“Like its predecessors, Visual Basic Whidbey will focus on enabling developers to rapidly develop applications that span all tiers.“

19th floor
Thursday, July 31, 2003

"Is the syntax between VB.NET and C# so similar that you could write a utility that converts the code from one language to the other?"

Seems to me that I heard Lutz Roeder's Reflector would de-compile .NET binaries into either C# or VB.NET (I know for sure that Anakrino will de-compile into C#).

Brad Wilson (dotnetguy.techieswithcats.com)
Thursday, July 31, 2003

*Read this e-book:*

Daniel Appleman, "Visual Basic .Net or C#... Which to Choose." 

Availble from Amazon.com or Desaware.com.  It covers all of these topics in much greater detail. 

I have to agree with the book's conclusions -- it really doesn't matter.  Picking one boils down to a preference for case-sensitive language and C-style syntax vs. non-case sensitive language and VB-style block coding.  The languages have almost identical features and performance.  You can argue around the margins about which trivial feature one has that the other doesn't, but for 99% of your projects, it doesn't make a difference.  If your programmers are more comfortable with VB syntax, stick with VB.Net.

Both languages have strong support from developers and Microsoft, and VB will be around for a long time to come. 

Robert Jacobson
Thursday, July 31, 2003

I had an interview with Microsoft a bit back... At one point they specifically said they were only looking for C# developers -- not VB.NET developers. This kind of makes you wonder which language will get more attention in the future (or not).

I agree, both languages are pretty much equal, but VB and VB.NET will always be knocked as a "lesser" language for whatever reason (mosty likely because it's not more "C-like"). Myopic, yes, but it's definitely the reality.

VB.NET coder
Thursday, July 31, 2003

"Is the syntax between VB.NET and C# so similar that you could write a utility that converts the code from one language to the other?"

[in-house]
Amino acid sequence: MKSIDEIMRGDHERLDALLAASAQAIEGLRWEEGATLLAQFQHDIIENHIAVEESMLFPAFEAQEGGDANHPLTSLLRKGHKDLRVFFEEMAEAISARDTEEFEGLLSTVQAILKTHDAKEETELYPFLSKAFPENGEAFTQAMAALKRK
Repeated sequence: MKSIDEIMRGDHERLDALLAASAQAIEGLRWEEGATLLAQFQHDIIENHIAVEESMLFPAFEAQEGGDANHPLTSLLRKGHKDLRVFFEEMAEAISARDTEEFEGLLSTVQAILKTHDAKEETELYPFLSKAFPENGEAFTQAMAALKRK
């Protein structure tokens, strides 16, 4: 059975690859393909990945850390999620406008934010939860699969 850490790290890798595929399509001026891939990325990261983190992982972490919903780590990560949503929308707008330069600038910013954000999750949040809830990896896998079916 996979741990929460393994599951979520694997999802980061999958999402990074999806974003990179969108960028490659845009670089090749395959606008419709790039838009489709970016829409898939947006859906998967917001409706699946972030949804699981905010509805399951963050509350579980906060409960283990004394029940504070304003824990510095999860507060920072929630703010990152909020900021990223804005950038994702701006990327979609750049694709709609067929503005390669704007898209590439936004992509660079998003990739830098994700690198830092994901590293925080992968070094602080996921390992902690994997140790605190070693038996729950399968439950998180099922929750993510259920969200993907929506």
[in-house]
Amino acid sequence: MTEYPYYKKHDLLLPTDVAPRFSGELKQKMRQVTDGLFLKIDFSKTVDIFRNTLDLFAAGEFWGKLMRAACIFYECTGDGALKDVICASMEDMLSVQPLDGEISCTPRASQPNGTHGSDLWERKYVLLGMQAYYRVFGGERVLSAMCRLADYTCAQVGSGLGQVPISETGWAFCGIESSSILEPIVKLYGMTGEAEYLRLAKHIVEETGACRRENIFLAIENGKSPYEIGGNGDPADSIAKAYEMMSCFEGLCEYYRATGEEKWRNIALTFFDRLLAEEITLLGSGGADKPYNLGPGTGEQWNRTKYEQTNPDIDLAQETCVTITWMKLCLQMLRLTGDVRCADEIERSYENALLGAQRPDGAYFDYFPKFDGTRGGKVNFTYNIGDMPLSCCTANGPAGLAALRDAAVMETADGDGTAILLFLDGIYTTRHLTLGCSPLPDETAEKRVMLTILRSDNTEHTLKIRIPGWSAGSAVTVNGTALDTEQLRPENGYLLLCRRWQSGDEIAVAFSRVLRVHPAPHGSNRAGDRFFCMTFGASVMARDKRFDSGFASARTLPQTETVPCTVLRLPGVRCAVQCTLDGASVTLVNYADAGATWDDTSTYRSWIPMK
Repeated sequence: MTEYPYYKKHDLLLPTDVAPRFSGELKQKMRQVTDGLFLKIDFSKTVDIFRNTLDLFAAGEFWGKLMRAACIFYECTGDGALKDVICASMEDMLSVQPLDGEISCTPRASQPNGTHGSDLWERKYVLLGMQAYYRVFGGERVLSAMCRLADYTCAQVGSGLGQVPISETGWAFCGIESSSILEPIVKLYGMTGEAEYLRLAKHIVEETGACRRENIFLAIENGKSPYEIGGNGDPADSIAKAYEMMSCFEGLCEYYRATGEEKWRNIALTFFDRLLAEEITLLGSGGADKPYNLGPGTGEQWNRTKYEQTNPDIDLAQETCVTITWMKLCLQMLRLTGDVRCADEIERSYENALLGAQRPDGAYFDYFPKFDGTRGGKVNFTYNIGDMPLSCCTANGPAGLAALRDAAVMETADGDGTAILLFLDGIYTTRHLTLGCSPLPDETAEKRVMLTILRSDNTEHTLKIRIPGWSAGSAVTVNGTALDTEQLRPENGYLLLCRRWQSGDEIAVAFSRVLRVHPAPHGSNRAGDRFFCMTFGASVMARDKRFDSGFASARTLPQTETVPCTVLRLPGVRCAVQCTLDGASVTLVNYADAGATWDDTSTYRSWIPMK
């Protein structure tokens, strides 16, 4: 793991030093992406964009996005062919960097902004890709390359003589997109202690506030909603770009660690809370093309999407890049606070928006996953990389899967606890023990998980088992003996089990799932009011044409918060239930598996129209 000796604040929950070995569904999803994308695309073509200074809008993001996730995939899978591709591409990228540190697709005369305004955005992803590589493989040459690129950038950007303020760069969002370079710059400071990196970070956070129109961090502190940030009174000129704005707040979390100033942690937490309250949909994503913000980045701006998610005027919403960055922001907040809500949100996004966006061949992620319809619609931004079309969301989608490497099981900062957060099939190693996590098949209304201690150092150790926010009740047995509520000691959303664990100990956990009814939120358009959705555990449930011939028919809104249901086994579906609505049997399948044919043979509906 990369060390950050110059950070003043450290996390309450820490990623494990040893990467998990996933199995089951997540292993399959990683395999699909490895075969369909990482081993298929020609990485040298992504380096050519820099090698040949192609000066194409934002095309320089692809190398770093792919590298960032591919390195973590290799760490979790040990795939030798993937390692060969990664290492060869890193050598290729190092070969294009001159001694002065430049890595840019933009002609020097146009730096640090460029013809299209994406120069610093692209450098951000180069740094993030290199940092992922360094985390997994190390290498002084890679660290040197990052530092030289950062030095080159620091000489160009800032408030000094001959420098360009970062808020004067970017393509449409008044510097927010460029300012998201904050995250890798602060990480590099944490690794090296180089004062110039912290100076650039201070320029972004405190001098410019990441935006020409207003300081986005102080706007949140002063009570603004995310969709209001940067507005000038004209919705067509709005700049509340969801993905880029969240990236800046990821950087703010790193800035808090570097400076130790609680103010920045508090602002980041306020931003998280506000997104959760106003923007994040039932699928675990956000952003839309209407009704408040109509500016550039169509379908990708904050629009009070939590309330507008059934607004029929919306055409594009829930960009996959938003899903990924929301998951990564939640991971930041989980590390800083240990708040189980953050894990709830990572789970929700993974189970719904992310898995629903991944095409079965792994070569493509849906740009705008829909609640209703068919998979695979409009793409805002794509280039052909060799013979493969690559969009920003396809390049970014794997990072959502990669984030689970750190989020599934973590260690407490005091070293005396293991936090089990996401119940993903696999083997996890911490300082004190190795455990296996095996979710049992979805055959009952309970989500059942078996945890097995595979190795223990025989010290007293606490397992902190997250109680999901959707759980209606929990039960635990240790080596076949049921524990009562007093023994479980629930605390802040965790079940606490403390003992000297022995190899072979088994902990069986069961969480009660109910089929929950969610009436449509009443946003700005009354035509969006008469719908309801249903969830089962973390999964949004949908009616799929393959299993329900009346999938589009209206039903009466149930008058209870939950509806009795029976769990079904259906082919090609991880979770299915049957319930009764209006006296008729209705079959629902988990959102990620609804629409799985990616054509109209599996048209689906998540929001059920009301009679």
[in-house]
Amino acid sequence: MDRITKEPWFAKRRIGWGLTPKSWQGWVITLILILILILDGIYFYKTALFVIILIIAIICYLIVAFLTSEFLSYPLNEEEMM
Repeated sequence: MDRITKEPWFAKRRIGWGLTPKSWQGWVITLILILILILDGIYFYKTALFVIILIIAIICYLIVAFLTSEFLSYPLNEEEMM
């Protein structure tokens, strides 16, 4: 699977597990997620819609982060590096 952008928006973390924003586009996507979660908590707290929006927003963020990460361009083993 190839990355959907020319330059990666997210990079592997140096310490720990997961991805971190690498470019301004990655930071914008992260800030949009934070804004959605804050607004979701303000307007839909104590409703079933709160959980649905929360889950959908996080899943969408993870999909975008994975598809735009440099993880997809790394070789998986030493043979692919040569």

Unless you use features that are only available in one language and not the other (like unsigned ints, case sensitivity, shift operators, operator overloading, unmanaged code in C#,  modules, array Redim in VB.NET, etc. -) , the answer is YES.  The last project I completed in .net did not use any language specific features.

Note: using unsigned data types and two methods that differ only on case results in code that is not CLS compliant. In other words, vb.net can't create a class that inherits from a non CLS compliant class.

AEB
Friday, August 01, 2003

I have the feeling that MS puts more effort into C#, that was one of my main reason to switch from VB.

And I think it is just stupid to have two virtually identical languages. What's the point?

Finally I think MS lost a lot of VB programmers by waiting so long with Edit and Continue. By the time it arrives, I will be so familiar with C# that I don't think I will switch back.

Ruby.NET would rock!!

Thomas Eyde
Tuesday, August 12, 2003

Have you tried the Evolution Access to VB.NET converter?
You may find it interesting :-)

Gonch
Monday, March 15, 2004

Edit and Continue will work for C# too.

The unused and uninitialized warnings make C# a better language for cleaner, less buggier code.

Matthew Cameron
Monday, March 22, 2004

There's a good VB.Net to C# Converter available at:
http://www.vbconversions.com

David Crook
Wednesday, May 12, 2004